The ideas of identity politics (idpol) have become mainstream in recent decades. And yet, despite their proliferation, it is only those at the top who have benefitted from these ideas.
The failure of movements like BLM to achieve any meaningful change has left people asking where to go next.
In his book Elite Capture, Olúfẹ́mi O. Táíwò sets out to explain how and why identity politics has failed – but misses the mark in several crucial ways.
What is ‘elite capture’?
In Táíwò’s view, the problem with the modern idpol movement is that it has been subjected to ‘elite capture’. Those most privileged in any social movement can “capture the group’s values”, forcing them to collaborate in a way that disproportionately benefits the ‘most privileged’.
Táíwò applies this perspective very broadly throughout the book. He gives several examples – ranging from “the capitalists have captured the means of production”; to a university professor ‘capturing’ a discussion about racial injustice for their own ends.
This is clearly an explanation stripped of all class analysis. The former example concerns the division of society into classes, and the way that the capitalist class holds power through its ownership of the main levers of the economy. The other describes the way middle-class individuals jockey for positions, including within social movements, using their personal identities to advance their careers and interests.
Both are obviously not ‘good’ things from the standpoint of the exploited and the oppressed. But to describe them as the same phenomenon means throwing out any analysis of why the capitalist class dominates over the rest of us, and what is to be done about it.
Instead, Táíwò offers abstract concepts that ultimately explain nothing, and which provide no guide to action: that being a part of the elite is an “unstable identity”; and that elite capture “is a relationship that can never truly be eradicated”.
This nihilism hands a free-pass to liberal identity politics and reformism, implying that it is actually impossible to genuinely transform society, and that all movements will automatically be ‘co-opted’ by elites.
Táíwò continues by arguing that identity politics can still be ‘reclaimed’ by the left, due to its “radical roots”.
He traces the origin of idpol to the Combahee River Collective (‘CRC’), an “explicitly anti-capitalist” group of black lesbian activists, who are said to have coined the term in the 1970s.
Groups in the women’s movement and black struggle had been organising on the basis of identity for decades, however, long before the CRC.
Though the CRC can be credited with giving this trend a name, to claim that this handful of activists and writers – who organised seven ‘retreats’ over the course of nearly a decade – invented identity politics, is absurd.
In reality, the CRC had simply created another isolated, inwards-looking grouplet, who openly claimed that: “The only people who care enough about us to work consistently for our liberation are us.”
They even concluded their manifesto by quoting Sisterhood Is Powerful:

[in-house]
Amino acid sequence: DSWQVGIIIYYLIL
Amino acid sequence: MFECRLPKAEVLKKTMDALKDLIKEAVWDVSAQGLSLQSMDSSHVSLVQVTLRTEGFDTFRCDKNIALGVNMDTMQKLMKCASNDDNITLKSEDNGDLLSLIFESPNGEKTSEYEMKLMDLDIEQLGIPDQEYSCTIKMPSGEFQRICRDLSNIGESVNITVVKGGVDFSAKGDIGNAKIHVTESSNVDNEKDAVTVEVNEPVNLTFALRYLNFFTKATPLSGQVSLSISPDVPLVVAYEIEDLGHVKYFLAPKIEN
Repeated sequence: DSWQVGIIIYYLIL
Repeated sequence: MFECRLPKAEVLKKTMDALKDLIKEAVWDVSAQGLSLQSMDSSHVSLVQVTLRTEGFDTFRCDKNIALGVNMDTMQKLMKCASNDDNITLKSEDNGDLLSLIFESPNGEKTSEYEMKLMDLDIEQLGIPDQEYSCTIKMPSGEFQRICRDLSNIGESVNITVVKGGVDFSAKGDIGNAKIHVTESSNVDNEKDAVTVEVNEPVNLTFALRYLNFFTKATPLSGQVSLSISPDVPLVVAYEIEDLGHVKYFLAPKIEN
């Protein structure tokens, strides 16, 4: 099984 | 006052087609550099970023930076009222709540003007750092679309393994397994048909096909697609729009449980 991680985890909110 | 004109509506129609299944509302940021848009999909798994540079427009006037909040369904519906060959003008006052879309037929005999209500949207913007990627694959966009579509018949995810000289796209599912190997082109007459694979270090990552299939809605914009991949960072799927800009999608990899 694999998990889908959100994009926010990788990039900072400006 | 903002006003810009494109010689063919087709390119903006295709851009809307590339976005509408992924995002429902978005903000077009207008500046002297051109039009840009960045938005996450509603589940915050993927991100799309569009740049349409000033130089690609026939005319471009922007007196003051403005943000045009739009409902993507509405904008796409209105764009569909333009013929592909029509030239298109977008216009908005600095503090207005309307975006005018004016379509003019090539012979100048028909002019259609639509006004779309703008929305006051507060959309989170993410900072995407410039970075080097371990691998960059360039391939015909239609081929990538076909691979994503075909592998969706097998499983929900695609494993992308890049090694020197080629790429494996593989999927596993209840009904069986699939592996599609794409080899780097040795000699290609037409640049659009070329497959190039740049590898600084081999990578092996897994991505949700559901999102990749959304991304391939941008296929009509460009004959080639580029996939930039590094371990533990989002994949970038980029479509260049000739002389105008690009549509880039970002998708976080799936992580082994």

“I haven’t the faintest notion what possible revolutionary role white heterosexual men could fulfil, since they are the very embodiment of reactionary vested-interest-power.”
Politics of division
Táíwò mentions and dismisses in a breath the idea that identity politics “divides the working class”. In reality, however, these positions are fundamentally divisive.
Racism, sexism, homophobia, transphobia and so on are all used by the ruling class to pit one group of workers against another. And identity politics plays right into this trap, emphasising what divides the working class, not what unites us.
Instead, any genuinely revolutionary movement needs to bring together workers – of all identities and backgrounds – under the same class banner.
By contrast, the attempt to build cross-class coalitions on the basis of identity inevitably leads to demands being diluted down to that of only minor, liberal reforms.
Such demands and reforms do not get to the root of the problem, and therefore do nothing to challenge oppression and exploitation.
Identity politics, then, are not radical at all. Idpol is not a ‘false start’, but a complete dead-end for workers and youth. Far from ‘reclaiming’ these ideas, the left should steer well clear of them.
Which way forward?
Táíwò makes one sharp criticism of the modern idpol movement, when he criticises “deferential politics”: the belief that the most oppressed person automatically has the greatest right to speak.
Politics, the author says, should be “constructive”; focussed on finding the best way to achieve positive goals, rather than on ascertaining who “has the most trauma”.
But Táíwò completely fails to outline what these goals should be. Instead, he emphasises the need to form and unite “broad coalitions” around issues such as climate change, prison abolition, racial justice, etc.
But what sort of politics and demands should these coalitions unite around? All Táíwò says is that “we need to decide collectively where we’re going, and then do what it takes to get there”.
What Táíwò refuses to recognise or admit is that none of these ‘interest groups’ and campaigns can ever be successful without linking their struggles to the fight for a root-and-branch transformation of society along socialist lines.
The working class is not just ‘like any other identity’. It is the only force capable of carrying out this task – that of the emancipation of humanity from the shackles of capitalism, through socialist revolution.